Even so, all this amounts to little more than a bad idea for the moment, but it will get worse. First of all, since it supposedly is a voluntary pay structure, you have to entice companies to go this route. Guaranteed delivery isn't enough when, in order for their filters to not have false positives, they should continue to get through free anyway. Unless of course, they blackmail companies into a pay-or-else scheme where they block non-paid (which essentially is no longer voluntary). Failing that, you're going to want something out of your return that you wouldn't get sending it for free. Which means that either:

a) Preferential service based on moving other emails down in the inbox.
b) Faster times than regular emails. Given that servers currently use best effort send-now schemes, there is no way they can send faster than that. Which means, my friend, that the only way to make this email faster is to slow other mail down.
c) Eliminate free mail so there is no standard to compare against.

Make no mistakes, soon this is the beginning of the war for the internet, which pits the group trying to maintain the philosophy of a shared/distributed network that founded the internet and built its popularity against the group that is looking for any way to grab money from users. It is a calculated and conniving move, designed to work on the average user's apathy for big companies in order to slowly introduce the concept of paid email to a currently free medium. There are other companies, telcos primarily, that are already deep into the fight, trying to get content providers and end users to pay a second time for something we're already paying for: bandwidth. Jeff Chester, president of Digital Democracy, has an article talking about what I like to call the Pickpacketing that's well worth the read.

So what to do? In the case of cable companies and telcos, you can write your MP/member of congress, but who has the time? Hopefully some people do, but supporting the companies that are fighting the good fight is a start. As for the email frauds, don't use them. Write them, and tell them you want your email account closed, or at least let them know you are against this policy and will be leaving them. Closing the account is better, because Yahoo will still make money off emails going to your inbox that you don't see, presumably. Just make sure you tell the three people emailing you at that address that AREN'T spam to switch to your new address. Which could be at many other sites, I recommend Google of course, but even Hotmail is better than supporting Yahoo/AOL. And for the love of hickory, if you're using AOL as a service provider, get the heck off! Why people still use that crummy service is beyond me. Whatever case, stand up, do something to make a difference. Once we go down this road, there will be no going back, and nothing will happen if nothing DOES happen to oppose it. Good luck!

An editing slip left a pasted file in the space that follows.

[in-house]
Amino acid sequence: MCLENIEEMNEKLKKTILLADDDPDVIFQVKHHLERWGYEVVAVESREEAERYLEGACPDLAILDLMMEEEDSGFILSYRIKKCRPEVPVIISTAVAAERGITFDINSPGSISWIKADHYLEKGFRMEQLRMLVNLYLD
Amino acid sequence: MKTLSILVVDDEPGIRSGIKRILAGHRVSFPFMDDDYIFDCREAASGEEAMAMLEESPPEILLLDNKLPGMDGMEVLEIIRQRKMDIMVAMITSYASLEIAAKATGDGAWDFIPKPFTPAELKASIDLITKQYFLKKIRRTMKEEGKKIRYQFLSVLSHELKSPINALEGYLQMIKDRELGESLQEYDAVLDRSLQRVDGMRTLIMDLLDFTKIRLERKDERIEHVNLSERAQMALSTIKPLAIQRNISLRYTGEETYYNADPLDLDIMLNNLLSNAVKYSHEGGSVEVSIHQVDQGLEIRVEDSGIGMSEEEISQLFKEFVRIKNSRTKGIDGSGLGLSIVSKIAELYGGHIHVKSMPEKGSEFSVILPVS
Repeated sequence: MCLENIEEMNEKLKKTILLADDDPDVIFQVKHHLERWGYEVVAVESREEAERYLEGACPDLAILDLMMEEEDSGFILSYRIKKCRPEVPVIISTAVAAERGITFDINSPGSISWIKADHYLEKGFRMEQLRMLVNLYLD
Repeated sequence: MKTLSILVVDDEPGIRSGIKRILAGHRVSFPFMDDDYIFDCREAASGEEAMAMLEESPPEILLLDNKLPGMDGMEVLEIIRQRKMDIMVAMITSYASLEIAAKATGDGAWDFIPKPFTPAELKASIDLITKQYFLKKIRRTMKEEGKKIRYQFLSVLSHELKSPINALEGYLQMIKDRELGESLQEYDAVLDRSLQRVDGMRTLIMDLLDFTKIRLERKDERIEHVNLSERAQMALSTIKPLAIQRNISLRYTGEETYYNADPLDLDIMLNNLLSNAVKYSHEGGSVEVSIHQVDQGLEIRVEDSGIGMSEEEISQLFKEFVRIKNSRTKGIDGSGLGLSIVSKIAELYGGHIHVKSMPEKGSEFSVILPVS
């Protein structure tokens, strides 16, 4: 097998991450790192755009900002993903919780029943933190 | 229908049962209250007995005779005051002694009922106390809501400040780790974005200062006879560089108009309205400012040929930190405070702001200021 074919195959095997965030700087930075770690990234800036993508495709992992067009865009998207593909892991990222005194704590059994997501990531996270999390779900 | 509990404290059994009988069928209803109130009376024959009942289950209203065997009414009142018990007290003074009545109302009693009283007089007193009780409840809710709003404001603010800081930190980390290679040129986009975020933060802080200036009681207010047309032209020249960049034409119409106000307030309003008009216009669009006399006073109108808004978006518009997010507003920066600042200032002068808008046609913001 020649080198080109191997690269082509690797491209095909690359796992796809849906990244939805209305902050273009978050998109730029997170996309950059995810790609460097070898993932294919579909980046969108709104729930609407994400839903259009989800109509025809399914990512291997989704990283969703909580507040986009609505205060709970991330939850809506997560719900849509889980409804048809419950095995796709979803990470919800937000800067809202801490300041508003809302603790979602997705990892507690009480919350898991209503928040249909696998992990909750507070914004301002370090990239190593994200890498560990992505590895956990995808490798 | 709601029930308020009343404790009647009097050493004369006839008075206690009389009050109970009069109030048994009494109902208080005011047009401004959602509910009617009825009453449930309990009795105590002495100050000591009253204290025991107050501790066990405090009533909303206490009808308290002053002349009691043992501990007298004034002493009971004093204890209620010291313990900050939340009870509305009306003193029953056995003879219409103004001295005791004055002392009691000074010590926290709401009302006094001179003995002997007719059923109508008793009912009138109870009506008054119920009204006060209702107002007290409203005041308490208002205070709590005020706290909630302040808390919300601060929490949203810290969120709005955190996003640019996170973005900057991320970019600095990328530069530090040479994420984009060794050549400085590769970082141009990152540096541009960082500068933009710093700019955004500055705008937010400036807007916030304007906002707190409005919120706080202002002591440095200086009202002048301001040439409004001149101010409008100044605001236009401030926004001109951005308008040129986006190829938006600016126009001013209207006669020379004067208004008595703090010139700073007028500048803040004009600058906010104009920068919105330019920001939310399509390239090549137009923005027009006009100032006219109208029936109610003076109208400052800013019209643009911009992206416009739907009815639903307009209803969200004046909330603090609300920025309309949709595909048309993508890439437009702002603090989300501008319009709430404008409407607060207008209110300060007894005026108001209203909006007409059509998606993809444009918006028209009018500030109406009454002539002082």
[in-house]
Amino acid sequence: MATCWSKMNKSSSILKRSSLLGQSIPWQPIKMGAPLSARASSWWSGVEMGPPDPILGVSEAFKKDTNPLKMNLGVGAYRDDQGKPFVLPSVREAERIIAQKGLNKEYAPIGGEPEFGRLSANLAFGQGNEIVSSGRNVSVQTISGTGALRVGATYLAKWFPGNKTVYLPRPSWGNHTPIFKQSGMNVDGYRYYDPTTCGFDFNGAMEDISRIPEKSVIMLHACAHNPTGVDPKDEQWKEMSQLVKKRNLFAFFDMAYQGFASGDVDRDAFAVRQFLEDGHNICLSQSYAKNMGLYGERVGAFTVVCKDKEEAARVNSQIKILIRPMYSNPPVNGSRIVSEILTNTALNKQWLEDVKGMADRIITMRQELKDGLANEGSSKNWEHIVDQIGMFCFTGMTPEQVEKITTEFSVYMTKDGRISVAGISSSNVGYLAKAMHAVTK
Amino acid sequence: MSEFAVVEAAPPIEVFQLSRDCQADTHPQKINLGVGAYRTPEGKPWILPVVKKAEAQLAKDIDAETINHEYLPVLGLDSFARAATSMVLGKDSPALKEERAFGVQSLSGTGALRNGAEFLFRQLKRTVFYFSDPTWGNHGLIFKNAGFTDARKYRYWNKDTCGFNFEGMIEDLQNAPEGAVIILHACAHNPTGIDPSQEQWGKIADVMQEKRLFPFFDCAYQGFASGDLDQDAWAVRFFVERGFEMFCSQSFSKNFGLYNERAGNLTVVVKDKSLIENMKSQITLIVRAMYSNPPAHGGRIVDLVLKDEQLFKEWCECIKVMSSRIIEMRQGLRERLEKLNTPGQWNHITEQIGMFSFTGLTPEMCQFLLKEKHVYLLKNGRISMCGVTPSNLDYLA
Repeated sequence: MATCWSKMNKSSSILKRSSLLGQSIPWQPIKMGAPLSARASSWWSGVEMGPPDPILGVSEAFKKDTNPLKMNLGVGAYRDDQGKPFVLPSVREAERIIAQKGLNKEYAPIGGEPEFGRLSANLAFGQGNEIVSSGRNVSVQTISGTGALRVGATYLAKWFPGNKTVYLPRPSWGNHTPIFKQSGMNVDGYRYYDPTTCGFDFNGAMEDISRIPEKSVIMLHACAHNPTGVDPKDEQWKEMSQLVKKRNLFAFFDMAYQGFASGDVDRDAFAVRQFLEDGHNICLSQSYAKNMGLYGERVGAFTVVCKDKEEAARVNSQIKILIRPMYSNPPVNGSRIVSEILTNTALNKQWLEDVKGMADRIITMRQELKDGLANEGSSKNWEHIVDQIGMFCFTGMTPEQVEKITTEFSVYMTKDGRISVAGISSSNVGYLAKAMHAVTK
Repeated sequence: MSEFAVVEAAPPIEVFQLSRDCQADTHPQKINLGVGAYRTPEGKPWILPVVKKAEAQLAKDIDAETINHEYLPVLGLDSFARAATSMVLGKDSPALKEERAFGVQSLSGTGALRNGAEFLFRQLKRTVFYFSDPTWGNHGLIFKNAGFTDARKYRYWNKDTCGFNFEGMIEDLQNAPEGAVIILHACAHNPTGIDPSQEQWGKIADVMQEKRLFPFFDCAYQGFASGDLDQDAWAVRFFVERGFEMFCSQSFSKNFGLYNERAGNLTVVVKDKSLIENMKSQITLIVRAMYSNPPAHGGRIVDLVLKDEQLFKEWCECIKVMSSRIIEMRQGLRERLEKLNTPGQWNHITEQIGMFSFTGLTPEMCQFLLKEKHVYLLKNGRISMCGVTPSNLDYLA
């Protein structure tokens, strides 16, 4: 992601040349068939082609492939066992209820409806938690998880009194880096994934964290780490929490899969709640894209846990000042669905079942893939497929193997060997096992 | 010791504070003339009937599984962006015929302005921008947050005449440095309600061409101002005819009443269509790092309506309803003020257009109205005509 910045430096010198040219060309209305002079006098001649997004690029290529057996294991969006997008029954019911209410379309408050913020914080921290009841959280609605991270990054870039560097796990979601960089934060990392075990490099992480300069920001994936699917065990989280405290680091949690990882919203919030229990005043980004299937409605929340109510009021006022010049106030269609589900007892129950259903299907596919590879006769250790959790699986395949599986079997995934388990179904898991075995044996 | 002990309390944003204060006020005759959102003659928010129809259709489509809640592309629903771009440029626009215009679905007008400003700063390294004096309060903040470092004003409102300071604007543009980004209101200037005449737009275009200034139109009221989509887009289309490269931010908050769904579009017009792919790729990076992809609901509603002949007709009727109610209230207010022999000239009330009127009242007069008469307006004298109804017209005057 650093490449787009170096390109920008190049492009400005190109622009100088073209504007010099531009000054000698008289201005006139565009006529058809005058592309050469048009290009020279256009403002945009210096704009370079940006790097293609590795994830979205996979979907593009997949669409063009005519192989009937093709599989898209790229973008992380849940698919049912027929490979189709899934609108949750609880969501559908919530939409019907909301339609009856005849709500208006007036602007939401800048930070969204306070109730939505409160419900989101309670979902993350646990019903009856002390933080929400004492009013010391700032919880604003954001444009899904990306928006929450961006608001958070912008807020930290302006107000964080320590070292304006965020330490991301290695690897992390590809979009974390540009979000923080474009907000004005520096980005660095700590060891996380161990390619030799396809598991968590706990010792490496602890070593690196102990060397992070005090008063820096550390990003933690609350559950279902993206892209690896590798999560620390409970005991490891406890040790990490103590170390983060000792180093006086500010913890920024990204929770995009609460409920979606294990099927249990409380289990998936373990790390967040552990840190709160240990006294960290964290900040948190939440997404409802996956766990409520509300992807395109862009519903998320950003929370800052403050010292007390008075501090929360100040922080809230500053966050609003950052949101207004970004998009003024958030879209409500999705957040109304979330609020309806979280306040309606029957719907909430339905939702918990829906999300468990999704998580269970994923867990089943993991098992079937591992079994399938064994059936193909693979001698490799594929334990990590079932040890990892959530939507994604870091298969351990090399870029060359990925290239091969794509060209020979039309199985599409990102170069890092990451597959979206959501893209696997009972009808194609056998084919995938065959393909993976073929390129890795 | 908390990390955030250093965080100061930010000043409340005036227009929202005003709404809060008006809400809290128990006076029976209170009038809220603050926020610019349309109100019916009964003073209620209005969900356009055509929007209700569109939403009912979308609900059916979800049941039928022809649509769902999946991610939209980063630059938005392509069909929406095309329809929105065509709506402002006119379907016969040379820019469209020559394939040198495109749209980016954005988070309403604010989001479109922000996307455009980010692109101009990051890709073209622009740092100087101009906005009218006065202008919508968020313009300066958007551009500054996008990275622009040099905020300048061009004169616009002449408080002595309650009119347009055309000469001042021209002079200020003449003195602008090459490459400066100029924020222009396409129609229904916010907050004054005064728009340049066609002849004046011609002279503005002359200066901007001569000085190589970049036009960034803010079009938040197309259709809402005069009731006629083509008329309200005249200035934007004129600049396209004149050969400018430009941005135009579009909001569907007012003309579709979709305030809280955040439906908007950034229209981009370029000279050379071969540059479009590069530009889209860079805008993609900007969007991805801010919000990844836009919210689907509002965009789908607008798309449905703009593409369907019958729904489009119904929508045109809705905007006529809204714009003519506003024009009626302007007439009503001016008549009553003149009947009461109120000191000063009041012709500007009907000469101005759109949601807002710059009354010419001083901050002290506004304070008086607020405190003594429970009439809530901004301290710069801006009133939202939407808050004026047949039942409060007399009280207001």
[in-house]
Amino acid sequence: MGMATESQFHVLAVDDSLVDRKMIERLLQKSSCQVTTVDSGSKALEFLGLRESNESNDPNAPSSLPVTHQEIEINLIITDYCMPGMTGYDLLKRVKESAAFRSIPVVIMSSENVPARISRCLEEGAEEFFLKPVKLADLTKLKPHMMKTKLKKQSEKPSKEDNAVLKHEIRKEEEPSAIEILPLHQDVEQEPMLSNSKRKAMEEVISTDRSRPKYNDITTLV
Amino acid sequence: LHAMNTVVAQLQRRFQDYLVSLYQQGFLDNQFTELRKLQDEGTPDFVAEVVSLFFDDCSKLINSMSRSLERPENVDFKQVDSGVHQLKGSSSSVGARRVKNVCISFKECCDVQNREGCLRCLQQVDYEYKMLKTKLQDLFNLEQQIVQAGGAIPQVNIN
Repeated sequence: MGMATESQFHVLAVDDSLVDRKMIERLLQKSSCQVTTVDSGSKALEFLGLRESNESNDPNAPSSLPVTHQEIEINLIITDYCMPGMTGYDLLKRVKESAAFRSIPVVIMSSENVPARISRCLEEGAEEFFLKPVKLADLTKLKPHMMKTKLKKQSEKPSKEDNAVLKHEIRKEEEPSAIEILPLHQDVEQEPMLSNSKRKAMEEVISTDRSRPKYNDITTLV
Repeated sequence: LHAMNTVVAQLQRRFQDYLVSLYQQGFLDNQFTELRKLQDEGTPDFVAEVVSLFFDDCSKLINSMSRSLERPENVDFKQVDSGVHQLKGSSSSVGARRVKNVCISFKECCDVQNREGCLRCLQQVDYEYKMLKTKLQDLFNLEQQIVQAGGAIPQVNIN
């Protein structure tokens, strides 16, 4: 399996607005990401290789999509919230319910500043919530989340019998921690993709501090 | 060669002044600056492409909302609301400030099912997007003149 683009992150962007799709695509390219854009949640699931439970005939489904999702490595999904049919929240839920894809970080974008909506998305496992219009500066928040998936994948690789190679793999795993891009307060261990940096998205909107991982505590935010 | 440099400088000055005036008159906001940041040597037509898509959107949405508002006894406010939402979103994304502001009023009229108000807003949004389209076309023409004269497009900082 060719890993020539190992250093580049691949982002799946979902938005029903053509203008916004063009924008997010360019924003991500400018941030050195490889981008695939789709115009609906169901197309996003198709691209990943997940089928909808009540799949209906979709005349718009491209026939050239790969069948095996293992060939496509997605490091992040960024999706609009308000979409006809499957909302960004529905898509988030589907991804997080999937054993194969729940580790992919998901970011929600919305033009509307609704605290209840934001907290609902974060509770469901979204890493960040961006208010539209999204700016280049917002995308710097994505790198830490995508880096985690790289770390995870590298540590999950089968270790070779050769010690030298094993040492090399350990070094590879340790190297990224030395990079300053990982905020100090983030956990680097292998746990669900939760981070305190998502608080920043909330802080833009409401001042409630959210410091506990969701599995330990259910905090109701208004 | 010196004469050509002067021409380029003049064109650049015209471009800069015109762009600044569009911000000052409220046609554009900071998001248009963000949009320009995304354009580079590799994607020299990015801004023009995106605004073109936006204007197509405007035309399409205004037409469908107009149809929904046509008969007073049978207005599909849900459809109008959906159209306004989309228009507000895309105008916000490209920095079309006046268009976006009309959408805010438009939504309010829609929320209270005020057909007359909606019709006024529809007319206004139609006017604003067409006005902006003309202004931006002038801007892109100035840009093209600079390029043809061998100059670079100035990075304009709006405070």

Enhanced Podcasts, MP3s, and Laughter!

Saturday, February 18, 2006

FrankBlack.Net Podcast Logo (for now)
On Valentine's Day, many people were out with their significant others, dallying through some fine dining, a movie, and perhaps creating their own home movies after. Aside from working at the restaurant that evening, I actually kicked off my first foray into the podcasting world: The Frank Black.Net Podcast. It's been pretty succesful so far, over 800 downloads at the time of writing, not even a week later. We had some an exclusive premiere of a heretofore unreleased Frank Black track from his next CD, Fastman Raiderman, which definitely helped. Anyway, today I'm debuting my own personal podcast as well, and that has me wanting to do it right. So it was with some dissatisfaction that I discovered the enhanced podcasts that enable you to skip sections and have graphics and URLs associated with them, can not even be created on my Windows XP PC. I resolved to do something about this. WARNING: It may get geeky. Read on at your own peril.